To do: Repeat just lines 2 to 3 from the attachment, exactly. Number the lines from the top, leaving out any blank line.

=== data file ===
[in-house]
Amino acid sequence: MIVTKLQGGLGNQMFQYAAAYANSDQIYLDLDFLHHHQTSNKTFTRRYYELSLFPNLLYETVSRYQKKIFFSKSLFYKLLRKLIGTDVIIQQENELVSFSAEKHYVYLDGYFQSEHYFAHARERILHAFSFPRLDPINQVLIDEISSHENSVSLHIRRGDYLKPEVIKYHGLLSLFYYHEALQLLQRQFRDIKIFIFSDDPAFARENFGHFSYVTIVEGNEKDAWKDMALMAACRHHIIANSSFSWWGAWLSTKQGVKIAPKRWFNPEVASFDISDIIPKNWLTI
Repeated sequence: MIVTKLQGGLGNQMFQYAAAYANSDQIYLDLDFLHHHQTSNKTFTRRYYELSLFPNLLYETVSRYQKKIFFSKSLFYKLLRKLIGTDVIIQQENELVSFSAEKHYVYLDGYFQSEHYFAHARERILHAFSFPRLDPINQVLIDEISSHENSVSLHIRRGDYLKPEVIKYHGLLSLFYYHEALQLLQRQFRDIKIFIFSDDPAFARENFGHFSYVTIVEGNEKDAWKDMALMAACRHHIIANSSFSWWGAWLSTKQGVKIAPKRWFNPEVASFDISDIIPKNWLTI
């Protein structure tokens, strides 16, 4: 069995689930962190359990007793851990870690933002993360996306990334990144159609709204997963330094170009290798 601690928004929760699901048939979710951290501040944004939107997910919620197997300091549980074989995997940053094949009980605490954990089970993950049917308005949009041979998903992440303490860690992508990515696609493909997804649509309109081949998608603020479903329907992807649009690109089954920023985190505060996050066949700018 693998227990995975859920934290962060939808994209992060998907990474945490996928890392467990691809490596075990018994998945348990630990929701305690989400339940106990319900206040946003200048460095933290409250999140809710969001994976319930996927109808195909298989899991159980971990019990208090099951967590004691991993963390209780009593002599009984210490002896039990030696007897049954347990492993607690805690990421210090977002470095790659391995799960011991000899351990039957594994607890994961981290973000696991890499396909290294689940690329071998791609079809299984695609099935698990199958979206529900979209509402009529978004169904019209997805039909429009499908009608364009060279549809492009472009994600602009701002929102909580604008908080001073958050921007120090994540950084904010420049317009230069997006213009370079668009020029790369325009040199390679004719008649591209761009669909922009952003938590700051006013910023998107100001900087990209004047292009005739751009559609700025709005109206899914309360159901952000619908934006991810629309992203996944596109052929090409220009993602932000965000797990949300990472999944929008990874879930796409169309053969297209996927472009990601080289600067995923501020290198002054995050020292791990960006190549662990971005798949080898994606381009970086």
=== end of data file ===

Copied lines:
Amino acid sequence: MIVTKLQGGLGNQMFQYAAAYANSDQIYLDLDFLHHHQTSNKTFTRRYYELSLFPNLLYETVSRYQKKIFFSKSLFYKLLRKLIGTDVIIQQENELVSFSAEKHYVYLDGYFQSEHYFAHARERILHAFSFPRLDPINQVLIDEISSHENSVSLHIRRGDYLKPEVIKYHGLLSLFYYHEALQLLQRQFRDIKIFIFSDDPAFARENFGHFSYVTIVEGNEKDAWKDMALMAACRHHIIANSSFSWWGAWLSTKQGVKIAPKRWFNPEVASFDISDIIPKNWLTI
Repeated sequence: MIVTKLQGGLGNQMFQYAAAYANSDQIYLDLDFLHHHQTSNKTFTRRYYELSLFPNLLYETVSRYQKKIFFSKSLFYKLLRKLIGTDVIIQQENELVSFSAEKHYVYLDGYFQSEHYFAHARERILHAFSFPRLDPINQVLIDEISSHENSVSLHIRRGDYLKPEVIKYHGLLSLFYYHEALQLLQRQFRDIKIFIFSDDPAFARENFGHFSYVTIVEGNEKDAWKDMALMAACRHHIIANSSFSWWGAWLSTKQGVKIAPKRWFNPEVASFDISDIIPKNWLTI